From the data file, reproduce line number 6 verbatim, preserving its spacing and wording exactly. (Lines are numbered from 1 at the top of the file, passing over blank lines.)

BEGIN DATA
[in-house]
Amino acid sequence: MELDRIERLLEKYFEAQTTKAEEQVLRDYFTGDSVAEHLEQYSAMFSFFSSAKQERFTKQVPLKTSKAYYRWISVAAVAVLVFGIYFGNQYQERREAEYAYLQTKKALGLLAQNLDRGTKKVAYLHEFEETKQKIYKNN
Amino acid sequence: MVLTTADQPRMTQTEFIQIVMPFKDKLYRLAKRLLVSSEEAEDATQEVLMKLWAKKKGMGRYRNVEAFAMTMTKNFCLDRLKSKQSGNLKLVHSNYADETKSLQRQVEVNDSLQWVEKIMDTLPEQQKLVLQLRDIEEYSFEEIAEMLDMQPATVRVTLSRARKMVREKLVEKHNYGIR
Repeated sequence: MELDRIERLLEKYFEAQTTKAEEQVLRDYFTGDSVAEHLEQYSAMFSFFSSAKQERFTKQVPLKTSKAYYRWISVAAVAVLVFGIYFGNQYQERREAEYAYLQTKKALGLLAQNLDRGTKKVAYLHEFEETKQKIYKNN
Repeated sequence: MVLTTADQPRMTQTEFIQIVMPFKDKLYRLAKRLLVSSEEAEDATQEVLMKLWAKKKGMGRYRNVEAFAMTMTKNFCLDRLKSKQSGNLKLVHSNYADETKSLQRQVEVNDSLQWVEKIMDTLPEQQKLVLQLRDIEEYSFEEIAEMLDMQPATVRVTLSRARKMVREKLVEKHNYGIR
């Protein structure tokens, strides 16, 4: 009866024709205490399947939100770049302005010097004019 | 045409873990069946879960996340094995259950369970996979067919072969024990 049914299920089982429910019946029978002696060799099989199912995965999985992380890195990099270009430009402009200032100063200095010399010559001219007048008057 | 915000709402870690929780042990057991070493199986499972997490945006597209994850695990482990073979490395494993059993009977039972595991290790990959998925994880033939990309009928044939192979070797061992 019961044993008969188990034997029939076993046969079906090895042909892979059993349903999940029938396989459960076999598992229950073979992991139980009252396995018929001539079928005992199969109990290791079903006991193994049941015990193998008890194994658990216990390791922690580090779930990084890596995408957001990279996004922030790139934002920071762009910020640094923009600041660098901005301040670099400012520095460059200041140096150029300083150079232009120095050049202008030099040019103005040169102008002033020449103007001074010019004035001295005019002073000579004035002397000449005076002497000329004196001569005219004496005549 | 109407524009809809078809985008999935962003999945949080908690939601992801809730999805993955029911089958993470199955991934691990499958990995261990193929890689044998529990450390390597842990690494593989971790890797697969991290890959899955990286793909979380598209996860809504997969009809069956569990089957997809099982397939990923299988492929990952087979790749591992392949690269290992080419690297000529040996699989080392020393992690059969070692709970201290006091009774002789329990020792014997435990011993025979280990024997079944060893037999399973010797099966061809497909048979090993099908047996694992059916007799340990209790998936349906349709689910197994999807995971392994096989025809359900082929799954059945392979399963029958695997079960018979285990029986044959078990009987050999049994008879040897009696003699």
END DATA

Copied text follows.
């Protein structure tokens, strides 16, 4: 009866024709205490399947939100770049302005010097004019 | 045409873990069946879960996340094995259950369970996979067919072969024990 049914299920089982429910019946029978002696060799099989199912995965999985992380890195990099270009430009402009200032100063200095010399010559001219007048008057 | 915000709402870690929780042990057991070493199986499972997490945006597209994850695990482990073979490395494993059993009977039972595991290790990959998925994880033939990309009928044939192979070797061992 019961044993008969188990034997029939076993046969079906090895042909892979059993349903999940029938396989459960076999598992229950073979992991139980009252396995018929001539079928005992199969109990290791079903006991193994049941015990193998008890194994658990216990390791922690580090779930990084890596995408957001990279996004922030790139934002920071762009910020640094923009600041660098901005301040670099400012520095460059200041140096150029300083150079232009120095050049202008030099040019103005040169102008002033020449103007001074010019004035001295005019002073000579004035002397000449005076002497000329004196001569005219004496005549 | 109407524009809809078809985008999935962003999945949080908690939601992801809730999805993955029911089958993470199955991934691990499958990995261990193929890689044998529990450390390597842990690494593989971790890797697969991290890959899955990286793909979380598209996860809504997969009809069956569990089957997809099982397939990923299988492929990952087979790749591992392949690269290992080419690297000529040996699989080392020393992690059969070692709970201290006091009774002789329990020792014997435990011993025979280990024997079944060893037999399973010797099966061809497909048979090993099908047996694992059916007799340990209790998936349906349709689910197994999807995971392994096989025809359900082929799954059945392979399963029958695997079960018979285990029986044959078990009987050999049994008879040897009696003699």